Mr. Tucci lobbied hard for the Victorian Law Reform Commission to repeal the law in 2004 and believes now is the time for infanticide to be once again be scrutinized.



'It is incumbent on the law to put children first when they're trying to protect and get justice for them,' he said.

'The fact that there's an infanticide law, it's an outdated law from my point of view, in the sense of the supports, we have available for people now.

'The most important essential tenant of the law is to protect the most vulnerable, and in these situations, the most vulnerable have to be the babies.

'I think there should be a greater penalty for children who are the most vulnerable... the younger the child, the more severe the penalty, not the other way around.'

But it is not just Tina Terlato who has avoided jail in recent years for killing a child.

Sofina Nikat, 23, killed 14-month-old baby girl Sanaya inside her home and then took it to nearby Darebin Creek.

While she admitted to police that she believed her daughter was possessed, Nikat pleaded not guilty to murder.

Psychiatrists agreed that Nikat was not mentally fit and like Tina Terlato, she received a sentence of a 12-month community corrections order.

The deaths of Amanda Terlato and Sanaya Nikat have both come in the years since a review into the infanticide law in Victoria was carried out.

In 2004 the Victorian Law Reform Commission was asked to determine whether the infanticide law should be repealed or altered but ultimately advised the then-Labor government against any change.

The VLRC found that the death of a toddler at the hands of its mother 'is a distinct kind of human tragedy'.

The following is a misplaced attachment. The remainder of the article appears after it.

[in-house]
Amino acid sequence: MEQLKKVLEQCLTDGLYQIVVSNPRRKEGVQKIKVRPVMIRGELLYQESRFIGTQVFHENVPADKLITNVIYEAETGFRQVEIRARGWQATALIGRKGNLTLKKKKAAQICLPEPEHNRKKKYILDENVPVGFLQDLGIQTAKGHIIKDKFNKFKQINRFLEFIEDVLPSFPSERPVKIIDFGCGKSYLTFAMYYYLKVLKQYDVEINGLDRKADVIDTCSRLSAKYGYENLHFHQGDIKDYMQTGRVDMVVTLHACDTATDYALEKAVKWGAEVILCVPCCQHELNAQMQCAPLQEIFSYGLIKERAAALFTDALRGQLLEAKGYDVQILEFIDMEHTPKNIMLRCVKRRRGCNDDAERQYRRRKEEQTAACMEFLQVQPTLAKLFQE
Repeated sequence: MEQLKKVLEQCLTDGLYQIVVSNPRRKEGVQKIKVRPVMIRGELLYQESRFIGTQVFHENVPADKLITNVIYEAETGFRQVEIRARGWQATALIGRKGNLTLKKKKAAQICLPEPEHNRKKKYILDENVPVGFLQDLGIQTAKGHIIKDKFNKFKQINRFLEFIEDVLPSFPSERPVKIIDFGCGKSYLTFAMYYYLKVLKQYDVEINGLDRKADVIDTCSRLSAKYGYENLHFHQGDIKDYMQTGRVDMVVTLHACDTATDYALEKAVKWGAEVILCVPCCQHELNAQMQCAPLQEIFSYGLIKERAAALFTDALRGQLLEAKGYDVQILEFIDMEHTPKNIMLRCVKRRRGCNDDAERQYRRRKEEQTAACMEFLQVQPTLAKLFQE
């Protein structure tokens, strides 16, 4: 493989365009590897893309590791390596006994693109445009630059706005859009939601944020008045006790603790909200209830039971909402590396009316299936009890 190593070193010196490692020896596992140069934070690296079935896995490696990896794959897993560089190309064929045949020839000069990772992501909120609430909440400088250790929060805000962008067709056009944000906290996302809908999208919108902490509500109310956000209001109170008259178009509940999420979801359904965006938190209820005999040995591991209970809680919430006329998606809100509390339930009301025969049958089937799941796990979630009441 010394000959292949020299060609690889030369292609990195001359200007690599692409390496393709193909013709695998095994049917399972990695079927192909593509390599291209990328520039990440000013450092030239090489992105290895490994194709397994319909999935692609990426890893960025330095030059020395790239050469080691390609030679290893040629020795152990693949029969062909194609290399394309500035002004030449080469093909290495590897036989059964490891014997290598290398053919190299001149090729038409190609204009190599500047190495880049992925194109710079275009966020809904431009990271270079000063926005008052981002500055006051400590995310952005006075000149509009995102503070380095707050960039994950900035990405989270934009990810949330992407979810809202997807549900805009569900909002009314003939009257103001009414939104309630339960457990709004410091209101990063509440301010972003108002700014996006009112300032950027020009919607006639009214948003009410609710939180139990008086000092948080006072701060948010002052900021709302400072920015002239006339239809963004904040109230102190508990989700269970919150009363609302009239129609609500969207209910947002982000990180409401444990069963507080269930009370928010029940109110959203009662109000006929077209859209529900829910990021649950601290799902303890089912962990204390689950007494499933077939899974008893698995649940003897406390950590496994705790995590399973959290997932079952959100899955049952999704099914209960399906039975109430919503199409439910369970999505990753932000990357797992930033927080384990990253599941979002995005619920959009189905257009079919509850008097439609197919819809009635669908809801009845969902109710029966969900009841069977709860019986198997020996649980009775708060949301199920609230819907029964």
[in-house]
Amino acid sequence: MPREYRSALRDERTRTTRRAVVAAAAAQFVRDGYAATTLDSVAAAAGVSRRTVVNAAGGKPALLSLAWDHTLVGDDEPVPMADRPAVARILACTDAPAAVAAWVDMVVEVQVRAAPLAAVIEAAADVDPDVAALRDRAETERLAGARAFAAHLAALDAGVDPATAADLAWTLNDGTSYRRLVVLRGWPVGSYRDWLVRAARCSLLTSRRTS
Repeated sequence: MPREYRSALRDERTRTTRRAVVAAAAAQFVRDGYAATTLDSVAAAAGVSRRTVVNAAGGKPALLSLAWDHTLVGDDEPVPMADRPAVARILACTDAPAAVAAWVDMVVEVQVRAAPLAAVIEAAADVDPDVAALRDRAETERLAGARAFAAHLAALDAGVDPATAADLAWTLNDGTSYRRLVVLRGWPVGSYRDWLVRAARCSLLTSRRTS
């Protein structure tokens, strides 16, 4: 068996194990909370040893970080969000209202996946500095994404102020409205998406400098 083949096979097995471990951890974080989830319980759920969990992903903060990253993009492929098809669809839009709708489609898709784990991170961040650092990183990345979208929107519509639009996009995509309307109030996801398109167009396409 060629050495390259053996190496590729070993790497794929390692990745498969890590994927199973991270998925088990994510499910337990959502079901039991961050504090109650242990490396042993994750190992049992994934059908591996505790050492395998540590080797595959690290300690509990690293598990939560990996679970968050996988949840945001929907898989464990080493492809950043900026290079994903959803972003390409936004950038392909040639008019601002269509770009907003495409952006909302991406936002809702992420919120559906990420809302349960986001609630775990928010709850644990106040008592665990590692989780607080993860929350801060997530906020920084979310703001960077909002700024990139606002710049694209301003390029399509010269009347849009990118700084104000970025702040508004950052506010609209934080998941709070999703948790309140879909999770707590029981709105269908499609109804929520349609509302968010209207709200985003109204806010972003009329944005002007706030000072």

Since then Western Australia has repealed the law, with one of the main reasons for the decision being that any magistrate or judge should take the mental health of an accused into consideration anyway when sentencing.

A similar review in New South Wales in 1997 saw the review commission advise that the law be repealed, however, it was retained by the government.

Michelle Terlato said something has to be done to stop similarly 'pathetic' sentences, such as that handed down to Tina Terlato.

'We as a family feel that babies' lives and children's lives don't really count that much,' she said.

'I feel like I'm justified in saying this because I'm a woman - I feel like it's hard for men to say this because they'll get shot down simply because they are a man - but I think infanticide is a very sexist and archaic law.

'It was brought in to protect women with babies who were unwed hundreds of years ago and were shunned by society or had no choice but to kill their newborn.

'There's certainly no excuse these days to feel that you're in that position, not to have the support and care to be able to look after a newborn.

'We have been fighting really hard for the Victorian Government to look at the law of infanticide and possibly get rid of the law, we really feel it's not appropriate anymore.

'Women scream for equality, but when it comes to things like this they don't want it... well, you can't have it both ways.'
Mom who killed their eight-week-old twin daughter allowed to work with CHILDREN for AFL team